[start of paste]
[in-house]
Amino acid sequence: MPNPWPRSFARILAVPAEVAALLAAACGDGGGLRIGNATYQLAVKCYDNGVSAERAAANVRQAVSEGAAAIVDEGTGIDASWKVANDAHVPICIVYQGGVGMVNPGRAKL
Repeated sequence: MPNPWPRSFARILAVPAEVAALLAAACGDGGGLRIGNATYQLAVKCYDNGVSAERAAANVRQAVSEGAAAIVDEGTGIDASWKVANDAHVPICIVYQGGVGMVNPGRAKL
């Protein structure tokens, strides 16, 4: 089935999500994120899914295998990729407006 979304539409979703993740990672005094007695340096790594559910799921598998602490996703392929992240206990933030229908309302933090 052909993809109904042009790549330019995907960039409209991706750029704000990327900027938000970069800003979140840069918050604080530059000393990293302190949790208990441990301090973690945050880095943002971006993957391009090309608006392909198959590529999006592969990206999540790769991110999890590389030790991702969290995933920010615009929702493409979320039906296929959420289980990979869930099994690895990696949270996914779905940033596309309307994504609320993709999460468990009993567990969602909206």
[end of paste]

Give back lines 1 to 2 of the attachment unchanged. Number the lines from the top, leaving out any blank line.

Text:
[in-house]
Amino acid sequence: MPNPWPRSFARILAVPAEVAALLAAACGDGGGLRIGNATYQLAVKCYDNGVSAERAAANVRQAVSEGAAAIVDEGTGIDASWKVANDAHVPICIVYQGGVGMVNPGRAKL